A better way is a strategy called “cognitive reappraisal” pioneered by James. J. Gross, editor of First, you briefly label the emotion—for example, “I am getting angry.” Then, immediately re-appraise your perception of the aversive situation in more positive terms in order to lessen its emotional punch. Colloquially, this is another way of saying: “Look on the bright side.” So, for example, instead of dwelling on: “This is the second time he submits a report with errors in it,”immediately reframe your thinking with: “This is an opportunity for me to show leadership qualities and coach this person to improve and grow.” It doesn’t matter whether this is an objective re-appraisal or not—Gross has shown that the action of re-appraising can profoundly affect the quality (which emotion) and the quantity (the intensity of the emotion) of the subsequent emotional response.
Practicing cognitive reappraisal is a way of training yourself to catch the small droplets before they become a flood. Use it as a tool to help you stay cool under fire. Remember that all of this is in order to dampen the activity in your limbic system so that it doesn’t deactivate your prefrontal cortex and allows you to focus on problem solving, productivity, innovation—in short, on what matters.
2. Give your people more access to your boss. Consider that people like to know that their boss’s boss knows the great contributions they made to a project or the significant effort they made in writing a report that does not bear their name. Knowing that their leader is representing them well to upper management increases a person’s sense of status and is a high-octane motivator. It also engenders fierce loyalty.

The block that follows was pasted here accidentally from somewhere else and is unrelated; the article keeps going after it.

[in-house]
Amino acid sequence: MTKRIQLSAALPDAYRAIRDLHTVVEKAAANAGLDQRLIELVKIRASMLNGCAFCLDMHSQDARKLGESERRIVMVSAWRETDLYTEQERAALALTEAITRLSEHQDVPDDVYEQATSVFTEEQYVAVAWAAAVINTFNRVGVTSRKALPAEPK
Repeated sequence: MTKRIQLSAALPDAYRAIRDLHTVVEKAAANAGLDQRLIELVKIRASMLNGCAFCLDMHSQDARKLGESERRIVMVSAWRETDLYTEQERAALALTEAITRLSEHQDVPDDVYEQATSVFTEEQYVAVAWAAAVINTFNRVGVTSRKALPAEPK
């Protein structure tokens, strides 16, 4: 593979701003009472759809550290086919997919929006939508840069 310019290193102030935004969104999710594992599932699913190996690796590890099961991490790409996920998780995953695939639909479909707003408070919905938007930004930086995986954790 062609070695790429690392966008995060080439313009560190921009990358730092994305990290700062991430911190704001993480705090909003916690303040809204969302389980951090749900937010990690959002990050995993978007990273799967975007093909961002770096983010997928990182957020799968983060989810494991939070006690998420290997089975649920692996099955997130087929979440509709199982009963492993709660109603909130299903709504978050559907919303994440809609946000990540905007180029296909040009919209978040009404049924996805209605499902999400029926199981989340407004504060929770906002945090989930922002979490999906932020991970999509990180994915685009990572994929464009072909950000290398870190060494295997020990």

3. Handle the annual employee performance review as a fragile object. While these reviews may be necessary, consider that they are a form of mild torture for those undergoing an evaluation because “feedback” on one’s performance unless handled with the utmost of fairness and authenticity, ends up being a threat to an individual’s sense of worth. Much misery and wasted intellectual resource have been the by-product of the dreaded annual review.
4. Share knowledge and information. If you habitually hold meetings behind closed doors, think about how constituents on the other side of the door might feel. Being in on things is shown to be a prime motivator for employees: it’s a status enhancer. Knowing what’s going on makes people feel like they are a part of the family rather than hired hands.